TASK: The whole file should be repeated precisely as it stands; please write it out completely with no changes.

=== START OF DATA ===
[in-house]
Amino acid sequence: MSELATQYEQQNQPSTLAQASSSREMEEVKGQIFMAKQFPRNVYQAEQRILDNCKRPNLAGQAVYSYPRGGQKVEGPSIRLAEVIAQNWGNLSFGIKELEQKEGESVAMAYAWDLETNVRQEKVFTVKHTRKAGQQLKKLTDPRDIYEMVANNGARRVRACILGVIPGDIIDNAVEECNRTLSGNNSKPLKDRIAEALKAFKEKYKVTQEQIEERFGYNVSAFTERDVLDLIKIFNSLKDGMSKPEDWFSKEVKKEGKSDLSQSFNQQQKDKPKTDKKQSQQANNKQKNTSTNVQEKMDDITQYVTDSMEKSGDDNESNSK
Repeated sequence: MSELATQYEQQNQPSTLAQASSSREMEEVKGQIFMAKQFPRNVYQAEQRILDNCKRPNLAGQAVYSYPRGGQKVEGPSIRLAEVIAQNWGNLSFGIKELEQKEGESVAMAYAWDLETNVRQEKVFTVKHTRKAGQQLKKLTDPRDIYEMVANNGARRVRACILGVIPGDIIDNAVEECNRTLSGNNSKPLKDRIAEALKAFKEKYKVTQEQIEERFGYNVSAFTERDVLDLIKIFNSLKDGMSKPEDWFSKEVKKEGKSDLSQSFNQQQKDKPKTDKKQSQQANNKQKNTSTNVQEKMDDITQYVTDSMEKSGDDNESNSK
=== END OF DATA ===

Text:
[in-house]
Amino acid sequence: MSELATQYEQQNQPSTLAQASSSREMEEVKGQIFMAKQFPRNVYQAEQRILDNCKRPNLAGQAVYSYPRGGQKVEGPSIRLAEVIAQNWGNLSFGIKELEQKEGESVAMAYAWDLETNVRQEKVFTVKHTRKAGQQLKKLTDPRDIYEMVANNGARRVRACILGVIPGDIIDNAVEECNRTLSGNNSKPLKDRIAEALKAFKEKYKVTQEQIEERFGYNVSAFTERDVLDLIKIFNSLKDGMSKPEDWFSKEVKKEGKSDLSQSFNQQQKDKPKTDKKQSQQANNKQKNTSTNVQEKMDDITQYVTDSMEKSGDDNESNSK
Repeated sequence: MSELATQYEQQNQPSTLAQASSSREMEEVKGQIFMAKQFPRNVYQAEQRILDNCKRPNLAGQAVYSYPRGGQKVEGPSIRLAEVIAQNWGNLSFGIKELEQKEGESVAMAYAWDLETNVRQEKVFTVKHTRKAGQQLKKLTDPRDIYEMVANNGARRVRACILGVIPGDIIDNAVEECNRTLSGNNSKPLKDRIAEALKAFKEKYKVTQEQIEERFGYNVSAFTERDVLDLIKIFNSLKDGMSKPEDWFSKEVKKEGKSDLSQSFNQQQKDKPKTDKKQSQQANNKQKNTSTNVQEKMDDITQYVTDSMEKSGDDNESNSK